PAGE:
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With A 2.1% Return On Equity, Is Invitation Homes Inc. (NYSE:INVH) A Quality Stock?

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Simply Wall St
·4 min read
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While some investors are already well versed in financial metrics (hat tip), this article is for those who would like to learn about Return On Equity (ROE) and why it is important. By way of learning-by-doing, we'll look at ROE to gain a better understanding of Invitation Homes Inc. (NYSE:INVH).

Return on equity or ROE is a key measure used to assess how efficiently a company's management is utilizing the company's capital. Simply put, it is used to assess the profitability of a company in relation to its equity capital.

Check out our latest analysis for Invitation Homes

How Do You Calculate Return On Equity?

ROE can be calculated by using the formula:

Return on Equity = Net Profit (from continuing operations) ÷ Shareholders' Equity

So, based on the above formula, the ROE for Invitation Homes is:

2.1% = US$179m ÷ US$8.3b (Based on the trailing twelve months to September 2020).

The 'return' is the income the business earned over the last year. So, this means that for every $1 of its shareholder's investments, the company generates a profit of $0.02.

Does Invitation Homes Have A Good Return On Equity?

By comparing a company's ROE with its industry average, we can get a quick measure of how good it is. Importantly, this is far from a perfect measure, because companies differ significantly within the same industry classification. As is clear from the image below, Invitation Homes has a lower ROE than the average (5.4%) in the REITs industry.

roe
roe

That's not what we like to see. That being said, a low ROE is not always a bad thing, especially if the company has low leverage as this still leaves room for improvement if the company were to take on more debt. When a company has low ROE but high debt levels, we would be cautious as the risk involved is too high. You can see the 5 risks we have identified for Invitation Homes by visiting our risks dashboard for free on our platform here.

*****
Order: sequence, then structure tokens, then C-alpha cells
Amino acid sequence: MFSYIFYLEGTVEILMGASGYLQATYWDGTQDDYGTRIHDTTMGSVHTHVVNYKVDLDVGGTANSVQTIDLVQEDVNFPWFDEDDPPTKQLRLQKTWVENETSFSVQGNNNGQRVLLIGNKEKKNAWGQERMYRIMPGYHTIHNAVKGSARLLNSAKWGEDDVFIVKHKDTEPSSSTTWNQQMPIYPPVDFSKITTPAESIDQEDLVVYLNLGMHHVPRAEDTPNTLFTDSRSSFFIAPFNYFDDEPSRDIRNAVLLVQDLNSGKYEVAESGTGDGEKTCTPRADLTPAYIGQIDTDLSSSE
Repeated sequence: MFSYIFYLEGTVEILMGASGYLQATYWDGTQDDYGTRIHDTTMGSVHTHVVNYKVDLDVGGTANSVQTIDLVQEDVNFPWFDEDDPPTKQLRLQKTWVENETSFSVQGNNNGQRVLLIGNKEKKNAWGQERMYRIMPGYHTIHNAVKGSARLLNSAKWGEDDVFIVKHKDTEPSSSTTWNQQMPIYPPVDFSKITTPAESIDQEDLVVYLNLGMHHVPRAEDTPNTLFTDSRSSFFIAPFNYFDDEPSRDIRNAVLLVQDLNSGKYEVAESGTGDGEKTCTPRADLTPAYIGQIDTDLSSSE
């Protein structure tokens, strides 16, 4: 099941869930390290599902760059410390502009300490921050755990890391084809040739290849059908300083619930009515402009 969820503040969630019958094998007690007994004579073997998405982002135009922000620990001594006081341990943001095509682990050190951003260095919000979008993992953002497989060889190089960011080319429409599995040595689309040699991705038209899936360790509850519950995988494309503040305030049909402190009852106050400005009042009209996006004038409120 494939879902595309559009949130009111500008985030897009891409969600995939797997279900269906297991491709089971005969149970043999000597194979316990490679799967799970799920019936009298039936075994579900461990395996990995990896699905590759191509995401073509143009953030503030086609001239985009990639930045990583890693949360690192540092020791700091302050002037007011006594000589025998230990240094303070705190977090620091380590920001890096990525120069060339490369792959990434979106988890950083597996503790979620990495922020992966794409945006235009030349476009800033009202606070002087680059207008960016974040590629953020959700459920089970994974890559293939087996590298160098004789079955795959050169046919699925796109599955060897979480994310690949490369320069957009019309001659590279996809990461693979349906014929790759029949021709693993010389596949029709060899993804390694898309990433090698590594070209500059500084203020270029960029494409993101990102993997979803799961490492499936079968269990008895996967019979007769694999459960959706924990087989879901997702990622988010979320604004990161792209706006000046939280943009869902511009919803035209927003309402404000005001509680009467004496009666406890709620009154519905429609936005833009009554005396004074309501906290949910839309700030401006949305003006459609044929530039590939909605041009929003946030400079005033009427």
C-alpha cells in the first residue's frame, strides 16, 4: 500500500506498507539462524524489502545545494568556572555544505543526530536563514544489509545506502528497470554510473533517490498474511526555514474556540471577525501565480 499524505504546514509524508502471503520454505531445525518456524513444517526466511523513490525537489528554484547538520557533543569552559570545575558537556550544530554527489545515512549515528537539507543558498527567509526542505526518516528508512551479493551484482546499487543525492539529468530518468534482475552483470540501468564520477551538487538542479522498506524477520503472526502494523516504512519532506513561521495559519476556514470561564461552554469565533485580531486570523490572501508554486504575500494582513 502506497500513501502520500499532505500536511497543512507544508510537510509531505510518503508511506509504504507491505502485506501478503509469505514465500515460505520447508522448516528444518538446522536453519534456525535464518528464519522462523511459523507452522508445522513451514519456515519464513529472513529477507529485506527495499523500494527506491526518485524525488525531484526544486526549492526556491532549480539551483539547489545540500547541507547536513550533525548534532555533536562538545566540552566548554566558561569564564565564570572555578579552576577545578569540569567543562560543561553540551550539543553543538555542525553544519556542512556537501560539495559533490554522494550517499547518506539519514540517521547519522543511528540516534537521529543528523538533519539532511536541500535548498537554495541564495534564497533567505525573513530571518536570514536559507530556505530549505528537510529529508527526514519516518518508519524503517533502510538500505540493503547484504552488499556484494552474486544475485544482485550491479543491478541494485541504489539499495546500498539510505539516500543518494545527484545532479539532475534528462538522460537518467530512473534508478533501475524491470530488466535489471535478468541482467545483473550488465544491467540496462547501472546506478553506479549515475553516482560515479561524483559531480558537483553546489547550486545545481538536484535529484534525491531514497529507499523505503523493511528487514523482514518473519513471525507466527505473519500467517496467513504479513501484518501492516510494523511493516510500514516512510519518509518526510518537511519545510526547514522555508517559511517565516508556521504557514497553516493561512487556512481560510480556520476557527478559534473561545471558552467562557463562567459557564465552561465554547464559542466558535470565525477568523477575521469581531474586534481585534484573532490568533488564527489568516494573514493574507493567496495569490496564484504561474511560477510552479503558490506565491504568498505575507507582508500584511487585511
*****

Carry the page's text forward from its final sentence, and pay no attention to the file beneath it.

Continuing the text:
How Does Debt Impact Return On Equity?

Companies usually need to invest money to grow their profits. That cash can come from retained earnings, issuing new shares (equity), or debt. In the first and second cases, the ROE will reflect this use of cash for investment in the business. In the latter case, the debt used for growth will improve returns, but won't affect the total equity. That will make the ROE look better than if no debt was used.

Combining Invitation Homes' Debt And Its 2.1% Return On Equity

Invitation Homes does use a high amount of debt to increase returns. It has a debt to equity ratio of 1.07. With a fairly low ROE, and significant use of debt, it's hard to get excited about this business at the moment. Debt increases risk and reduces options for the company in the future, so you generally want to see some good returns from using it.

Conclusion

Return on equity is one way we can compare its business quality of different companies. Companies that can achieve high returns on equity without too much debt are generally of good quality. All else being equal, a higher ROE is better.

Having said that, while ROE is a useful indicator of business quality, you'll have to look at a whole range of factors to determine the right price to buy a stock. The rate at which profits are likely to grow, relative to the expectations of profit growth reflected in the current price, must be considered, too. So you might want to check this FREE visualization of analyst forecasts for the company.

But note: Invitation Homes may not be the best stock to buy. So take a peek at this free list of interesting companies with high ROE and low debt.

This article by Simply Wall St is general in nature. It does not constitute a recommendation to buy or sell any stock, and does not take account of your objectives, or your financial situation. We aim to bring you long-term focused analysis driven by fundamental data. Note that our analysis may not factor in the latest price-sensitive company announcements or qualitative material. Simply Wall St has no position in any stocks mentioned.

Have feedback on this article? Concerned about the content? Get in touch with us directly. Alternatively, email editorial-team@simplywallst.com.